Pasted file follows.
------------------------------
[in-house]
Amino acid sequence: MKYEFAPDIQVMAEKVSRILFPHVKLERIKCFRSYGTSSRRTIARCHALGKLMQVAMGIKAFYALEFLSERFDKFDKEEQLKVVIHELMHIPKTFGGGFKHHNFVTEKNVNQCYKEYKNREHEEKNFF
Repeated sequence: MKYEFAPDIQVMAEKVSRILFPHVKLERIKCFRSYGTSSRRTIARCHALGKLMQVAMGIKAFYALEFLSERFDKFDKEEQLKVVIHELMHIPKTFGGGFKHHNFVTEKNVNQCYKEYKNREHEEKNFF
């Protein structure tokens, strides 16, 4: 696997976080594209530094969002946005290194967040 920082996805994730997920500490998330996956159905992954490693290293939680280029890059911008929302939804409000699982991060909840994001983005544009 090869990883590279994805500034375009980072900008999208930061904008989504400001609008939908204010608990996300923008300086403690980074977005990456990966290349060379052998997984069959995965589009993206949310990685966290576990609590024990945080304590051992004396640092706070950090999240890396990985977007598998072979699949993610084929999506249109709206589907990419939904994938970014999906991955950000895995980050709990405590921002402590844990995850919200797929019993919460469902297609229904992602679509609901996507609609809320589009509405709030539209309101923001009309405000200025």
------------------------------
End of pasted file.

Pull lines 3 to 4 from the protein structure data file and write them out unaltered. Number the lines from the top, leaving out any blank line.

Repeated sequence: MKYEFAPDIQVMAEKVSRILFPHVKLERIKCFRSYGTSSRRTIARCHALGKLMQVAMGIKAFYALEFLSERFDKFDKEEQLKVVIHELMHIPKTFGGGFKHHNFVTEKNVNQCYKEYKNREHEEKNFF
């Protein structure tokens, strides 16, 4: 696997976080594209530094969002946005290194967040 920082996805994730997920500490998330996956159905992954490693290293939680280029890059911008929302939804409000699982991060909840994001983005544009 090869990883590279994805500034375009980072900008999208930061904008989504400001609008939908204010608990996300923008300086403690980074977005990456990966290349060379052998997984069959995965589009993206949310990685966290576990609590024990945080304590051992004396640092706070950090999240890396990985977007598998072979699949993610084929999506249109709206589907990419939904994938970014999906991955950000895995980050709990405590921002402590844990995850919200797929019993919460469902297609229904992602679509609901996507609609809320589009509405709030539209309101923001009309405000200025």